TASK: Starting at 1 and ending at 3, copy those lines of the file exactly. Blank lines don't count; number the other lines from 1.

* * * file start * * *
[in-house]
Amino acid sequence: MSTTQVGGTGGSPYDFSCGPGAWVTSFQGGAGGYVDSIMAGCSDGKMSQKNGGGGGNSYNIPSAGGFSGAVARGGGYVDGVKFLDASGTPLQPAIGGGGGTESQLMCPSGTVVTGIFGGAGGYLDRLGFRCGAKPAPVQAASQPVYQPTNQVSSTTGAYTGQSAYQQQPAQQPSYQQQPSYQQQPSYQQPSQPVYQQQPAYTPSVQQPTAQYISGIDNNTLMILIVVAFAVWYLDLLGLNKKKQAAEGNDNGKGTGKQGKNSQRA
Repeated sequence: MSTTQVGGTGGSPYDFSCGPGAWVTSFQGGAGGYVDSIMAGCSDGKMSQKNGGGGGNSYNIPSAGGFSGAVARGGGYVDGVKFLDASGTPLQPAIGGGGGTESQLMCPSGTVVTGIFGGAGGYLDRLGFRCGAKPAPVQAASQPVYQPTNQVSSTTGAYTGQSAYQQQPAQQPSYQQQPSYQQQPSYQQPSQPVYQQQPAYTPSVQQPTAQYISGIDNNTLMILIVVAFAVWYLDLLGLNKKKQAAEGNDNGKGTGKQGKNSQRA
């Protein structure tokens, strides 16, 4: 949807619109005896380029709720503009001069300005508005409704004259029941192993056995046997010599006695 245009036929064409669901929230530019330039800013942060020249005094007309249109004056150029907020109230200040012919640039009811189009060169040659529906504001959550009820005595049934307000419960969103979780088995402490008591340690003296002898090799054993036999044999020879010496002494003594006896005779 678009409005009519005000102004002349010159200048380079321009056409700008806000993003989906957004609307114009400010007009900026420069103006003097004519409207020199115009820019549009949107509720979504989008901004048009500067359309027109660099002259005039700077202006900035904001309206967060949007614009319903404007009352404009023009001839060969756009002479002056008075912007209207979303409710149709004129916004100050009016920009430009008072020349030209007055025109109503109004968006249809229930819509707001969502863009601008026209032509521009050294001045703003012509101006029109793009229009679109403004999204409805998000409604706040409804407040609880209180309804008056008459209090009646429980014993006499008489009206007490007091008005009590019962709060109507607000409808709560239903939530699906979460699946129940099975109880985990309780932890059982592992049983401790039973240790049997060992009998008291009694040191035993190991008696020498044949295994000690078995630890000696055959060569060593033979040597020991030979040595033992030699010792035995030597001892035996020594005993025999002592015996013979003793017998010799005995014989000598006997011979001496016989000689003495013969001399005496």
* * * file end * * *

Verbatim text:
[in-house]
Amino acid sequence: MSTTQVGGTGGSPYDFSCGPGAWVTSFQGGAGGYVDSIMAGCSDGKMSQKNGGGGGNSYNIPSAGGFSGAVARGGGYVDGVKFLDASGTPLQPAIGGGGGTESQLMCPSGTVVTGIFGGAGGYLDRLGFRCGAKPAPVQAASQPVYQPTNQVSSTTGAYTGQSAYQQQPAQQPSYQQQPSYQQQPSYQQPSQPVYQQQPAYTPSVQQPTAQYISGIDNNTLMILIVVAFAVWYLDLLGLNKKKQAAEGNDNGKGTGKQGKNSQRA
Repeated sequence: MSTTQVGGTGGSPYDFSCGPGAWVTSFQGGAGGYVDSIMAGCSDGKMSQKNGGGGGNSYNIPSAGGFSGAVARGGGYVDGVKFLDASGTPLQPAIGGGGGTESQLMCPSGTVVTGIFGGAGGYLDRLGFRCGAKPAPVQAASQPVYQPTNQVSSTTGAYTGQSAYQQQPAQQPSYQQQPSYQQQPSYQQPSQPVYQQQPAYTPSVQQPTAQYISGIDNNTLMILIVVAFAVWYLDLLGLNKKKQAAEGNDNGKGTGKQGKNSQRA